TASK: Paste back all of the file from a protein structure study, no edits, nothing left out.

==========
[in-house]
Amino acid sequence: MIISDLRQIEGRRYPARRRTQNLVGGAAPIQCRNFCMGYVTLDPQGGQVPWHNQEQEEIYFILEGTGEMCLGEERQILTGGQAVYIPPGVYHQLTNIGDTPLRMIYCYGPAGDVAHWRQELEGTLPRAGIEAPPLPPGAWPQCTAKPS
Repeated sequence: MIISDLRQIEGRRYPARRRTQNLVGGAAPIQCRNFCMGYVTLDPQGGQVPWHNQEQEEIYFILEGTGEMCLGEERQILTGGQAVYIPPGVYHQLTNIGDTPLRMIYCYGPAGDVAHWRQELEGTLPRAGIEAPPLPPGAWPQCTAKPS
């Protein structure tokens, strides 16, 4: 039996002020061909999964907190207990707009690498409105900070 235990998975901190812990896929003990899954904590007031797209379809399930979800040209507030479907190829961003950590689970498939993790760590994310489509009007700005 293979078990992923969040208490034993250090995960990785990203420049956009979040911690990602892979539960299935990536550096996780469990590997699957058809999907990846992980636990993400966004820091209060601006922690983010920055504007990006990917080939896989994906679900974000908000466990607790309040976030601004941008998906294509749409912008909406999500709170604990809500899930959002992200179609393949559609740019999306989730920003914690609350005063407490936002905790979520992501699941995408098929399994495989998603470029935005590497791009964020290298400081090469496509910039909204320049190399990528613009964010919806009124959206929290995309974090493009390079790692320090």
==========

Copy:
[in-house]
Amino acid sequence: MIISDLRQIEGRRYPARRRTQNLVGGAAPIQCRNFCMGYVTLDPQGGQVPWHNQEQEEIYFILEGTGEMCLGEERQILTGGQAVYIPPGVYHQLTNIGDTPLRMIYCYGPAGDVAHWRQELEGTLPRAGIEAPPLPPGAWPQCTAKPS
Repeated sequence: MIISDLRQIEGRRYPARRRTQNLVGGAAPIQCRNFCMGYVTLDPQGGQVPWHNQEQEEIYFILEGTGEMCLGEERQILTGGQAVYIPPGVYHQLTNIGDTPLRMIYCYGPAGDVAHWRQELEGTLPRAGIEAPPLPPGAWPQCTAKPS
């Protein structure tokens, strides 16, 4: 039996002020061909999964907190207990707009690498409105900070 235990998975901190812990896929003990899954904590007031797209379809399930979800040209507030479907190829961003950590689970498939993790760590994310489509009007700005 293979078990992923969040208490034993250090995960990785990203420049956009979040911690990602892979539960299935990536550096996780469990590997699957058809999907990846992980636990993400966004820091209060601006922690983010920055504007990006990917080939896989994906679900974000908000466990607790309040976030601004941008998906294509749409912008909406999500709170604990809500899930959002992200179609393949559609740019999306989730920003914690609350005063407490936002905790979520992501699941995408098929399994495989998603470029935005590497791009964020290298400081090469496509910039909204320049190399990528613009964010919806009124959206929290995309974090493009390079790692320090």